If you’ve ever wondered how to create a hipster logo, this week’s tutorial is for you! I received such great feedback from the hipster badge tutorial I published last year that I wanted to follow it up with a logo. I also created a playlist over on youtube if you’d like to subscribe to other hipster-related goodness as it’s created 🙂 Hipster logos are pretty quick and easy to make yourself–it really just comes down to a breathable layout, creative (little) elements and finding *just* the right fonts. In this week’s tutorial, we do it all – and quickly too. Let’s get started!
Here’s the grit texture pack (#4 was shown in the tutorial) that can be used to add a little extra dimension to your logo (2 free ones here):
..and here are the free font download links mentioned in the tutorial:
– Novecento Sans Wide Light (create a free myfonts.com account to download)
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Marie | April 29, 2015
I have a couple of questions. I’m really new to Illustrator and need help understanding a few concepts like what is the reason for “expanding” (like what does it do, why would I need to do it) and what is a compound path? I’d appreciate your help 🙂
TeelaC | Author | April 29, 2015
Hey Marie! Expanding simply means permanently applying any effects you might have used on a shape. You can also create shapes out of text by expanding it. In the tutorial, you could still go back and edit the rounded corners, but by expanding it, it made the settings permanent – so for a logo where you wouldn’t want someone changing the roundness, you’d need to expand it to prevent that. Compound paths are a little complex. If you have multiple shapes and you want to fill them with a gradient, but don’t want separate little gradients in each one for example – grouping them all and applying a compound path says ‘this is one shape, treat it like one shape whenever you do anything to it, even though it’s made up of multiple shapes’ – then your gradient would span across all the shapes, instead of each one. If you saw the hatched drop shadow tutorial, we needed the computer to recognize all the letters as one shape so what we filled it with would span across them all instead of just one (which would happen without a compound shape). Sorry if that’s hard to understand – it’s definitely one of the more complex things in Illustrator, but so, so helpful when you find places where it makes things easier. I hope that helps!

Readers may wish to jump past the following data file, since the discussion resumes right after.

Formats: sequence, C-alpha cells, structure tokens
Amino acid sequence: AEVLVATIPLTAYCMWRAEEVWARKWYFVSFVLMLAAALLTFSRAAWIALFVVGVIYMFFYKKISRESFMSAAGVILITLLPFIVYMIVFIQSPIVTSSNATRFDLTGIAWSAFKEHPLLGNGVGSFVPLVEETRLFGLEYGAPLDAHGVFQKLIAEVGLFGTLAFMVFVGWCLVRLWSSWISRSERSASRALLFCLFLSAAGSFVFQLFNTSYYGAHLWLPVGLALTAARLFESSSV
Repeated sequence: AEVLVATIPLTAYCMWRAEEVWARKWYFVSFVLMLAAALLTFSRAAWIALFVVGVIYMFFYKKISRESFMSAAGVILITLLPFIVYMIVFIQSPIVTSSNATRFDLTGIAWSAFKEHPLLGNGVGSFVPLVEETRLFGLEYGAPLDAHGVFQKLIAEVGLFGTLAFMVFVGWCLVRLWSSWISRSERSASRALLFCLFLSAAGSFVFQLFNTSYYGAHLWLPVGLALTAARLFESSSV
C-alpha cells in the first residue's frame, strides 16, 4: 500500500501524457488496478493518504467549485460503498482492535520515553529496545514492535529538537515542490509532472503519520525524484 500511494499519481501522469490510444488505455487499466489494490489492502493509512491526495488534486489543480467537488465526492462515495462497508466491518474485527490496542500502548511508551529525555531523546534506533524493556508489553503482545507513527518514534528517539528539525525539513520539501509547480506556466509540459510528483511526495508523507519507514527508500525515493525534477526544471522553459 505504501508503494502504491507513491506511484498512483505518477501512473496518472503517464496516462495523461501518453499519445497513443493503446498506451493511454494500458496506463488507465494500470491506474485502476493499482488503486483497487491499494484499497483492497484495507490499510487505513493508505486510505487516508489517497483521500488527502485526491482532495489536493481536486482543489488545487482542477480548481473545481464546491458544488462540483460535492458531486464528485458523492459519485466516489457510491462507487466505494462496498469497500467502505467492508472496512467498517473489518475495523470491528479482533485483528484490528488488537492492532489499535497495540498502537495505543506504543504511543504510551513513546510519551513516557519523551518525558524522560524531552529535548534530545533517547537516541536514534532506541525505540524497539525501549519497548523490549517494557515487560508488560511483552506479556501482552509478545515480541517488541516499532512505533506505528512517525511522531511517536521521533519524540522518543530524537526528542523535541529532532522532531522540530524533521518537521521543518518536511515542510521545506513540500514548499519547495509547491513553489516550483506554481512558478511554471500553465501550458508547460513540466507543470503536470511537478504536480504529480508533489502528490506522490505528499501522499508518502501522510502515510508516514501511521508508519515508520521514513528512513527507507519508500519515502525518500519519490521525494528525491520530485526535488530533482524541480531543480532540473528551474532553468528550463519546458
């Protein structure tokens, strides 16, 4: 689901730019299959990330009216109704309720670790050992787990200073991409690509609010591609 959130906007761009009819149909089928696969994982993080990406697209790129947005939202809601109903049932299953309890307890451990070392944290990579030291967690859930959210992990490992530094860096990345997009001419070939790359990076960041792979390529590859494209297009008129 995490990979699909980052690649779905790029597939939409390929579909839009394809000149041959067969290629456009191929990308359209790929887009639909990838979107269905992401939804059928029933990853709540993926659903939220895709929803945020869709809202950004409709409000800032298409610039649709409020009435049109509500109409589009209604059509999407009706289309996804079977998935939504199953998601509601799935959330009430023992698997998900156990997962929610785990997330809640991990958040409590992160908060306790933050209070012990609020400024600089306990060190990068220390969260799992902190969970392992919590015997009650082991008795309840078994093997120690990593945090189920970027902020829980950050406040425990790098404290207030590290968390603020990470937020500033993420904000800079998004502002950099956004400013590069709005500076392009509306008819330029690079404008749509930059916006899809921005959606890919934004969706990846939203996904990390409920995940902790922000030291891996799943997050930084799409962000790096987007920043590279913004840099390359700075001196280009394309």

Marie | May 5, 2015
Thank you for clearing that up, although I’m still a bit muddy about compound paths but your hatched drop shadow tutorial helped a little 🙂
TeelaC | Author | May 6, 2015
Cool, there will be more compound path tutorials, promise 🙂